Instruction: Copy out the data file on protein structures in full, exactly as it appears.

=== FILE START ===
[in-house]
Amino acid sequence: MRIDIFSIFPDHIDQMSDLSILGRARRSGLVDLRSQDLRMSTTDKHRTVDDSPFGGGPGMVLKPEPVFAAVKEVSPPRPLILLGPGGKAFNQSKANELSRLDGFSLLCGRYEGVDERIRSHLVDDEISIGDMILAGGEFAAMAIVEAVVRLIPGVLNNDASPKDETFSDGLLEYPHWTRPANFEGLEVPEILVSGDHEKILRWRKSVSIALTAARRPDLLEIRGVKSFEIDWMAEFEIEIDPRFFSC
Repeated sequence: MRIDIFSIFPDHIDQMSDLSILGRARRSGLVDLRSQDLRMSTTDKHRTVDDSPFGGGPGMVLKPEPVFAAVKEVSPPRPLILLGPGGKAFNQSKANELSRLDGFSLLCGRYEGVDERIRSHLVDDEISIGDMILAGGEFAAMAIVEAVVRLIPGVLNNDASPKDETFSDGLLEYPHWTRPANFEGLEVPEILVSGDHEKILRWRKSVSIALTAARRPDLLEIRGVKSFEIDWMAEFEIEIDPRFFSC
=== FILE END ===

[in-house]
Amino acid sequence: MRIDIFSIFPDHIDQMSDLSILGRARRSGLVDLRSQDLRMSTTDKHRTVDDSPFGGGPGMVLKPEPVFAAVKEVSPPRPLILLGPGGKAFNQSKANELSRLDGFSLLCGRYEGVDERIRSHLVDDEISIGDMILAGGEFAAMAIVEAVVRLIPGVLNNDASPKDETFSDGLLEYPHWTRPANFEGLEVPEILVSGDHEKILRWRKSVSIALTAARRPDLLEIRGVKSFEIDWMAEFEIEIDPRFFSC
Repeated sequence: MRIDIFSIFPDHIDQMSDLSILGRARRSGLVDLRSQDLRMSTTDKHRTVDDSPFGGGPGMVLKPEPVFAAVKEVSPPRPLILLGPGGKAFNQSKANELSRLDGFSLLCGRYEGVDERIRSHLVDDEISIGDMILAGGEFAAMAIVEAVVRLIPGVLNNDASPKDETFSDGLLEYPHWTRPANFEGLEVPEILVSGDHEKILRWRKSVSIALTAARRPDLLEIRGVKSFEIDWMAEFEIEIDPRFFSC